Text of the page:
- Optimize your LinkedIn. LinkedIn is no longer an optional social media platform, it’s necessary for your professional life. There are a few ways to showcase your military experience in your social profile:
- Use a photo out-of-uniform for your profile picture.
- Join military-focused groups.
- Follow the programs you want to apply for.
- Get a certificate for one of the veteran-specific LinkedIn Learning paths, like “Translating Your Military Skills to Civilian Employment.”
- Pick a mentor. Vicarious learning has been proven to be an important learning mechanism for success. In fact, according to a theory introduced in 1960 by psychologist Albert Bandura, you can learn through observing the behavior of others. Pick a mentor or role model, and aim to emulate their behaviors.
Commonly Asked Questions
Questions are bound to arise during every stage of your application process. We’ve compiled a list of frequently asked questions to inform these loose strings!
- Will the military pay for my MBA? Getting an MBA is expensive, but using financial aid opportunities can cut down that cost. Start by determining your eligibility for federal education benefits like the Post 9/11 GI Bill or Yellow Ribbon Program. The Department of Veteran Affairs offers several education programs to subsidize higher education, all of which you can see by visiting their website. In addition to government programs, there are countless opportunities for veterans to receive educational scholarships. Apply to as many as you qualify for. Here’s an extensive list of scholarships available to you.
- Do veterans get special treatment in the application process? Admissions offices pride themselves on fairness. Nobody gets specific treatment during the application process, however, your military experience is a major plus. Business companies look for people with leadership qualities and aim to retain the people they recruit. Your military experience comes with leadership and loyalty that can’t be taught in the classroom and can give you an advantage in business. These character traits are what admission officers look for in MBA candidates. So while you won’t get special treatment, your military experience is appealing and can improve your application.
- What’s the acceptance rate for MBA military officers? According to MBA Data Guru, the military MBA acceptance rate is about 50 percent higher than the acceptance rate for traditional applicants. Despite typically having lower GPAs and test scores, military applicants are accepted more frequently because of their unique experience.
- What are the best online MBA programs for active-duty military? If you are an active-duty military member, flexibility is key. However, you don’t want to sacrifice the quality of your education. Here are some of the best online MBA programs based on national reputation, student reviews, affordability and salary potential:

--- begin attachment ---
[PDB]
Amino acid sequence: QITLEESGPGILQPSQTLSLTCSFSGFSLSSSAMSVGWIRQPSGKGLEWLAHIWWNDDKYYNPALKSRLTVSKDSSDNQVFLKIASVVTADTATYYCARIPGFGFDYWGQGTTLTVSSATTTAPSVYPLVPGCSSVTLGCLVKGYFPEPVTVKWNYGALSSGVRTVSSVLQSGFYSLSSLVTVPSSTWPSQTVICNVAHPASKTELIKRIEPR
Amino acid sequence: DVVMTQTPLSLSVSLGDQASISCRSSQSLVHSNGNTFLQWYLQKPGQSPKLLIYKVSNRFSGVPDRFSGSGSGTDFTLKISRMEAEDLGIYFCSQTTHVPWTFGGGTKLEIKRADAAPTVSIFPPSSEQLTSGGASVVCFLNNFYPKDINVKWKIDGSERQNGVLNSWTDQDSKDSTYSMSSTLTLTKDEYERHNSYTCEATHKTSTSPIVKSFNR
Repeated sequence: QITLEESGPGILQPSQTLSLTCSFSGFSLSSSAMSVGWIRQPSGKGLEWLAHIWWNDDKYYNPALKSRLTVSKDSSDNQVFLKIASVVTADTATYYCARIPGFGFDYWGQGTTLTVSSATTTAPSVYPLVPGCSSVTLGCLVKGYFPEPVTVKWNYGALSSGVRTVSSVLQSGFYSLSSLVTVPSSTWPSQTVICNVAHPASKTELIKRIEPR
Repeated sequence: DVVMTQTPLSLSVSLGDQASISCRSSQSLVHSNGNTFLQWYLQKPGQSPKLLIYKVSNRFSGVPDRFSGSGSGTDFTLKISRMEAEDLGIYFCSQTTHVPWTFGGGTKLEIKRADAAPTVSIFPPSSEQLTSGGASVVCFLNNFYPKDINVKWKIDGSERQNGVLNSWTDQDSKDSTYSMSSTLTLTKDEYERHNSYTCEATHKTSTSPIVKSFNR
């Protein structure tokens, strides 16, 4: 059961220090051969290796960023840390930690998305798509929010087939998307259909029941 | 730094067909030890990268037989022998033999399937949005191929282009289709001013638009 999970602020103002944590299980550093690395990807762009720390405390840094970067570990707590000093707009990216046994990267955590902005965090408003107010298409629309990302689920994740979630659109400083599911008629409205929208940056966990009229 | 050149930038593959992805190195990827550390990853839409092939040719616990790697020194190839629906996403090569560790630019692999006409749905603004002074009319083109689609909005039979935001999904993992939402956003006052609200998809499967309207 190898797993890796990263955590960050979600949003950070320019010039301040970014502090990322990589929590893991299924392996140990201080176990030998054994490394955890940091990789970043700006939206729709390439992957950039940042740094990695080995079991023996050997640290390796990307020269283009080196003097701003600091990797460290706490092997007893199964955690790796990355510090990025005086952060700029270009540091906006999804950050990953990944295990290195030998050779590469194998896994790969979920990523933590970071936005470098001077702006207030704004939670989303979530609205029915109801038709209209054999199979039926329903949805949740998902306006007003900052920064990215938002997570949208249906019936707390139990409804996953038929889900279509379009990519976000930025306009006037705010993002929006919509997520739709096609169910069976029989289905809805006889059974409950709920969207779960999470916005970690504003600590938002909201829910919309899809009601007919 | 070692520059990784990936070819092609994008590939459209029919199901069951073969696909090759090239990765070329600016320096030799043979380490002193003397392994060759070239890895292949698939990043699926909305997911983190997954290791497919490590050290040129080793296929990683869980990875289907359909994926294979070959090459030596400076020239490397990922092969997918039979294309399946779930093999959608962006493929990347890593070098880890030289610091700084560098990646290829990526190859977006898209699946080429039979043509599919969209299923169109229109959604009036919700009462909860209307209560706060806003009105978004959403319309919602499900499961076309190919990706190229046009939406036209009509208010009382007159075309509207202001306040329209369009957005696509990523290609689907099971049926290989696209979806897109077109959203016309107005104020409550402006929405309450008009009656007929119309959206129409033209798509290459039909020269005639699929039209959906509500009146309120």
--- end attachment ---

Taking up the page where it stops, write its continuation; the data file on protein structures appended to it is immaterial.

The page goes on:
- #1. University of Wisconsin MBA Consortium
- #2. Stevens Institute of Technology
- #3. Northeastern University
- #4. Missouri University of Science & Technology
- #5. University of Massachusetts, Amherst
Military-Friendly MBA Resources
One of the biggest mistakes veterans make when applying for business school is not using all the resources available to them. As soon as you decide you want to commit to an MBA, start by researching all the resources out there.
From books and podcasts to programs and networking meet-ups, the list of resources is exhaustive. We’ve curated some diving off points to get you started:
- Scholarships to look in to:
- Ankin Law Office Veteran Scholarship, award amount: $1,000
- Course Hero Veteran Hero Scholarship, award amount: $5,000
- Imagine America Military Award Program (MAP): $1,000
- Pat Tillman Foundation Leadership Through Action — Tillman Military Scholars Program, Award amount: average of $11,000 annually
- What’s Next? A Military Veteran’s Guide to Maximizing Your MBA by Matthew Cowsert
- Certain to Win: The Strategy of John Boyd, Applied to Business by Chet Richards
- The Influence of Military Strategies to Business: Skills to Help With Problem Solving and Decision Making by M.D. White
Transitioning into civilian life is difficult. Data from Pew Research shows that 44 percent of veterans who served since 9/11 have had a difficult time re-entering society. However, the data also shows that veterans who were officers and had graduated from college were more likely to have an easy time readjusting.
While transitioning from the service back to society can be hard, pursuing higher education may be the motivation you need to bridge military and civilian life. Getting an MBA can translate your instinctive leadership and business qualities into making money in a career.
So, take that next step. If you’re looking for flexibility, check out this list of online MBA program and if you’re looking to attend classes in person, consider a business school in North America. Good luck, soldier!
Sources: Pew Research | U.S. News | MBA Data Guru | Sage Pub | Fortune | Military MBA | Chronicle of Education | What’s Next? A Military Veteran’s Guide to Maximizing Your MBA | Graduate Management Admission Council | Princeton Review | U.S. Department of Veterans Affairs | Social-Learning Theory of Identificatory Processes